Lavan's plot against Yaakov remain hidden, so it has been throughout
history. We read in Hallel: "Praise Hashem, all nations . . . For His
kindness has overwhelmed us . . ." Commentaries ask: Should the nations
praise Hashem because His kindness has overwhelmed us? The answer that is
commonly given is that only the nations can truly appreciate Hashem's
kindness to us, because only they know how many times they have plotted
against us and failed. (Haggadah Shel Pesach R' Shlomo Zalman Auerbach)
"This is what stood by our fathers and us."
What is "This"? R' Yitzchak Yaakov Weiss z"l (1902-1989; Av Bet Din
in Manchester, England and of the Eidah Ha'chareidis of Yerushalayim)
explains that this statement refers to Hashem's words to Avraham quoted in
the previous paragraph of the Haggadah: "Know that your offspring will be
aliens in a land not their own . . ." It is the fact that we have always
been aliens, keeping some distance from our host nations, that has
maintained us in all of our exiles. (Haggadah Shel Pesach Minchat
This Week in History, Halachah, and Minhag
2 Nissan: This day is a propitious time to pray for success in Torah
study because: (1) on this date, the prince of the tribe of Yissachar, the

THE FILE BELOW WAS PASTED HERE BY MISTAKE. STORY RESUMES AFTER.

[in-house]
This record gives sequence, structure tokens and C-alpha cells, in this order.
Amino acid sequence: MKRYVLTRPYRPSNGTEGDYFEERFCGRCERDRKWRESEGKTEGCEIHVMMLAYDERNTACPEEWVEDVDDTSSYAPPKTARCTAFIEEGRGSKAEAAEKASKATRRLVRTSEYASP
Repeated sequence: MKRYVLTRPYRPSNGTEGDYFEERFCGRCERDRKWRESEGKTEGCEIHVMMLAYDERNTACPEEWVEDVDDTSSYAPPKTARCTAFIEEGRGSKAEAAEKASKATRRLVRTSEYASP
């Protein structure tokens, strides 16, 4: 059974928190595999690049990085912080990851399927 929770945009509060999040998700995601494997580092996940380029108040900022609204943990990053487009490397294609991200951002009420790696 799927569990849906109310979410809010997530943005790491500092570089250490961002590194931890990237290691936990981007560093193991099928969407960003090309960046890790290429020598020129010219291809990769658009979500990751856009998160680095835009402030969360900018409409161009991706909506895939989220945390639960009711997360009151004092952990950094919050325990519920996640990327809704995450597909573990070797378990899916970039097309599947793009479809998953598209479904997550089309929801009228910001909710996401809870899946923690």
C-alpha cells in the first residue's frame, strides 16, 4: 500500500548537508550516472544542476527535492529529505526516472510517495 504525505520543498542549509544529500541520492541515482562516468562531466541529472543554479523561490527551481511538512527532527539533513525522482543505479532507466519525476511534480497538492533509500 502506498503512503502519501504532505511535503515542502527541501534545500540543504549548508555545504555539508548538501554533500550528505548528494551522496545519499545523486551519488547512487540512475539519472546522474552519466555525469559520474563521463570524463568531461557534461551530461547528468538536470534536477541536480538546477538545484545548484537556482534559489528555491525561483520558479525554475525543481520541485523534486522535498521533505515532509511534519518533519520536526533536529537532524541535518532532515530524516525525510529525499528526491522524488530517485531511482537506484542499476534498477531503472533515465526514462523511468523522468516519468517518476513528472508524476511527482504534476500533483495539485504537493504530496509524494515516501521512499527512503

most scholarly among the tribes, brought his offering to the dedication of
the Mishkan; (2) Shavuot, the holiday of the giving of the Torah always
falls on the same day of the week as this date; and (3) the birthday and
yahrzeit of Yissachar, 10 Av, always fall on the same day of the week as
this date. (Luach Davar B'ito p.684)
On this date in 2450 (1311 B.C.E.), the first parah adumah / red
heifer was prepared. (Seder Olam Rabbah ch.7)
5 Nissan 5252 (March 31, 1492): King Ferdinand and Queen Isabella
signed the decree expelling the Jews from Spain.
6 Nissan 2489 (1272 B.C.E.): Yehoshua sent spies to Yericho, as
described in Yehoshua chapter 2. On the following day, the thirty days of
mourning for Moshe Rabbeinu ended. (Luach Davar B'ito p.696)
8 Nissan: On this day, the Sages (late in the Second Temple era)
overcame the arguments of the Tzeddukim (Sadducees) who claimed that the
Omer offering should always be brought, and Shavuot should always be
observed, on Sunday. The dispute revolved around the Torah's statement
(Vayikra 23:15) that the Counting of the Omer should begin "on the day
after Shabbat." According to Rabbinic tradition, "Shabbat' in that
context refers to the first day of Pesach, regardless of the day of the
week. (Megillat Ta'anit)
On this date in 4950 (1190), the Jewish community of York, England
was massacred, including R' Eliyahu, who was a student of Rabbeinu Tam and
one of the Ba'alei Ha'tosafot. (Luach Davar B'ito p.699
The editors hope these brief 'snippets' will engender further study
and discussion of Torah topics ('lehagdil Torah u'leha'adirah'), and
your letters are appreciated. Web archives at Torah.org start with 5758 (1997) and
may be retrieved from the Hamaayan page.